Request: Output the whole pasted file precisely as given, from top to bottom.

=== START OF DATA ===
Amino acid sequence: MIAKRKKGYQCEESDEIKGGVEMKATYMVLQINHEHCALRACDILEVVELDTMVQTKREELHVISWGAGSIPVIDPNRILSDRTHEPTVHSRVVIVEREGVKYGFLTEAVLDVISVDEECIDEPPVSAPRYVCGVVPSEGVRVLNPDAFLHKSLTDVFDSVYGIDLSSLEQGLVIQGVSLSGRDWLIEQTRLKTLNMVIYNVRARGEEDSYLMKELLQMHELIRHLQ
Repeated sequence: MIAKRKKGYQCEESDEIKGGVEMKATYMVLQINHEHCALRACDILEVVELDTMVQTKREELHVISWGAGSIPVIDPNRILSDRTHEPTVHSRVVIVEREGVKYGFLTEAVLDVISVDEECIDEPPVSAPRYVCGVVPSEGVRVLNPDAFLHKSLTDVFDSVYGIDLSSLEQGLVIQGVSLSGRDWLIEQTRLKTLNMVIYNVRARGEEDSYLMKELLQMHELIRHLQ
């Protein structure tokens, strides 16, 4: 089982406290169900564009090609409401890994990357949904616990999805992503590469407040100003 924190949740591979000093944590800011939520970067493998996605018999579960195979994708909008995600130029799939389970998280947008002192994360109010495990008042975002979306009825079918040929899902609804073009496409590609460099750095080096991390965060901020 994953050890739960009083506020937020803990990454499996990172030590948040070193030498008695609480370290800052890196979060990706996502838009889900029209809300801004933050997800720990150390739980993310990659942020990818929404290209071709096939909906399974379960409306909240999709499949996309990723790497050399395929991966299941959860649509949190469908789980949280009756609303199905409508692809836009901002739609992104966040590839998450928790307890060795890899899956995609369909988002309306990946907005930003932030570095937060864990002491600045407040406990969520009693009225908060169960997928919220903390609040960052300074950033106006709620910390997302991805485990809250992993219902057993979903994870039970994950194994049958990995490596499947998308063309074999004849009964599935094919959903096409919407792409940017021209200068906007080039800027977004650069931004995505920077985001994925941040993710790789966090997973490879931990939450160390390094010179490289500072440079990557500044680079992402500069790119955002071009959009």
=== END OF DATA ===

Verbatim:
Amino acid sequence: MIAKRKKGYQCEESDEIKGGVEMKATYMVLQINHEHCALRACDILEVVELDTMVQTKREELHVISWGAGSIPVIDPNRILSDRTHEPTVHSRVVIVEREGVKYGFLTEAVLDVISVDEECIDEPPVSAPRYVCGVVPSEGVRVLNPDAFLHKSLTDVFDSVYGIDLSSLEQGLVIQGVSLSGRDWLIEQTRLKTLNMVIYNVRARGEEDSYLMKELLQMHELIRHLQ
Repeated sequence: MIAKRKKGYQCEESDEIKGGVEMKATYMVLQINHEHCALRACDILEVVELDTMVQTKREELHVISWGAGSIPVIDPNRILSDRTHEPTVHSRVVIVEREGVKYGFLTEAVLDVISVDEECIDEPPVSAPRYVCGVVPSEGVRVLNPDAFLHKSLTDVFDSVYGIDLSSLEQGLVIQGVSLSGRDWLIEQTRLKTLNMVIYNVRARGEEDSYLMKELLQMHELIRHLQ
């Protein structure tokens, strides 16, 4: 089982406290169900564009090609409401890994990357949904616990999805992503590469407040100003 924190949740591979000093944590800011939520970067493998996605018999579960195979994708909008995600130029799939389970998280947008002192994360109010495990008042975002979306009825079918040929899902609804073009496409590609460099750095080096991390965060901020 994953050890739960009083506020937020803990990454499996990172030590948040070193030498008695609480370290800052890196979060990706996502838009889900029209809300801004933050997800720990150390739980993310990659942020990818929404290209071709096939909906399974379960409306909240999709499949996309990723790497050399395929991966299941959860649509949190469908789980949280009756609303199905409508692809836009901002739609992104966040590839998450928790307890060795890899899956995609369909988002309306990946907005930003932030570095937060864990002491600045407040406990969520009693009225908060169960997928919220903390609040960052300074950033106006709620910390997302991805485990809250992993219902057993979903994870039970994950194994049958990995490596499947998308063309074999004849009964599935094919959903096409919407792409940017021209200068906007080039800027977004650069931004995505920077985001994925941040993710790789966090997973490879931990939450160390390094010179490289500072440079990557500044680079992402500069790119955002071009959009």